There’s fair reason for doubt as to whether the approach to quality and standards we currently enjoy is the system that was intended by parliament – I’ve been over this ground before on Wonkhe. We can now, thanks to the House of Lords Industry and Regulators Committee, add the thoughts of Jo Johnson, the responsible minister at the time:

It has been an unhappy episode with the QAA resigning as the quality assurance agency, effectively thrusting that responsibility back on to the Office for Students .. it is preferable for this function to be undertaken by a body other than the OfS—at a further remove from a non-departmental public body—to continue to ensure that we preserve institutional autonomy. My preference would be a reformed QAA doing it.

By reformed, he means shorn of the membership and general purpose expertise on aspects of academic quality and standards beyond the narrow HERA remit. I have to note in passing that it is these aspects that allowed the organisation to pass conditions A and B for DQB designation. But there is no mistaking his position:

One way or another, something has to give. It would not be my long-term wish for the OfS to do this [DQB role] itself.

Even though:

The QAA is an impressive organisation, but it is a legacy organisation from a different era … The QAA embodies the ethos of co-regulation, where the sector manages quality and standards according to its sense of what works, and government funds the sector and does not ask too many questions.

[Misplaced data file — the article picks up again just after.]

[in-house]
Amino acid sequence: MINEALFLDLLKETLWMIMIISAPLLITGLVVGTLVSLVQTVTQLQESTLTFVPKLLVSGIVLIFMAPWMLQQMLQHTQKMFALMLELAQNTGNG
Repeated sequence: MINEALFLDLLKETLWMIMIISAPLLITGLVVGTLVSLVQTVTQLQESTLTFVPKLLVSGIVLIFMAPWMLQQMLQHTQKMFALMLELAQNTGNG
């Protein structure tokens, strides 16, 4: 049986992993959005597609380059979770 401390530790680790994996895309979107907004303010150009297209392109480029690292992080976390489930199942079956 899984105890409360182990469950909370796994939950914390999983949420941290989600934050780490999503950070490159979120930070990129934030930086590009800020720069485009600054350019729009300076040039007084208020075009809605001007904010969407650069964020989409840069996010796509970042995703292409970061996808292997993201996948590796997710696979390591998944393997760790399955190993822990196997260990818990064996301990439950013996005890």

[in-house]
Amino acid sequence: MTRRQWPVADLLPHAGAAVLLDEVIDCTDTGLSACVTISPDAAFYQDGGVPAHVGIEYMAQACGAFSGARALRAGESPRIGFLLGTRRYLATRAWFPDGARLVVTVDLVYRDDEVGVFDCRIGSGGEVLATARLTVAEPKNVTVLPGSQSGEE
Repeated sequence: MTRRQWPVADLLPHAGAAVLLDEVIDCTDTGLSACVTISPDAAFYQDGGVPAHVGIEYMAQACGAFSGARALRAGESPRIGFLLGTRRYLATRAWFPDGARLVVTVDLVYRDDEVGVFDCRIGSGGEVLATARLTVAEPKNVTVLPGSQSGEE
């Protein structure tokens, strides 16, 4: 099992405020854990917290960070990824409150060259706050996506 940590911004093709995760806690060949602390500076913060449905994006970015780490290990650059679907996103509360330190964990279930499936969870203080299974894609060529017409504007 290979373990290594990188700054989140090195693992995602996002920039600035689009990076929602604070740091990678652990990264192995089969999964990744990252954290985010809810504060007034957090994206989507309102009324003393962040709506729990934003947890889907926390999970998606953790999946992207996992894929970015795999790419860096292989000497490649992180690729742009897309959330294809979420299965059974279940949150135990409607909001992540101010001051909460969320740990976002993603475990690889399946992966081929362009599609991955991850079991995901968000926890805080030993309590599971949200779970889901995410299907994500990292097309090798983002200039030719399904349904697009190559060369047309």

I’m sure you are all well ahead of me in noting that OfS passes just one of these statutory DQB conditions. There is some wiggle room around A, but we need more evidence to be certain. It demonstrably does not command the confidence of providers (B) given the responses to the de-designation consultation (31 of 47 responses were against de-designating QAA, for fear of what might come next), and as regards condition D the Secretary of State appoints the chair, chief executive, Director for Fair Access, and soon the Director for Free Speech and Academic Freedom. It does consent to designation (C), but I fear this may not be enough.

It’s not relevant of course – OfS gets the DQB functions by default, and keeps them until it chooses to consult on identifying a new DQB (although the Secretary of State can ceremonially give the regulator a nudge if required (Schedule 4, Section 1 (2)). I’ve asked OfS if that nudge has been delivered yet and the answer was “no”.

Certainly, the sector appears to concur with Jo Johnson that we need a new DQB as soon as possible. At the Industry and Regulators Committee Universities UK chief executive Vivienne Stern gave her reasons:

We argued that there should be a DQB. When you look at what the OfS requires of institutions in that quality bucket, it talks about things that require the expert judgement of academics […] In the capacity of the OfS to draw on expert academic judgement in scrutinising quality and standards, we worry that it is losing what we understand to be expert capacity in the QAA and we are not sure how the OfS will replace that in its new function. That does not mean that it cannot do so; it could, but there is a nervousness there.

She also touched on the need for independence as a bulwark against politicians (and, indeed, the regulator) having an influence on the university curriculum and who teaches what and how, and for comparability with systems in the wider UK and overseas.

Where are you?

So, if not QAA, then who?

Clearly neither OfS nor DfE are realistic propositions longer term – neither are any of the DfE arms length bodies (Ofsted, or IfATE, for example) – for the simple reason that they are too close to the government and/or ministers appoint people to them.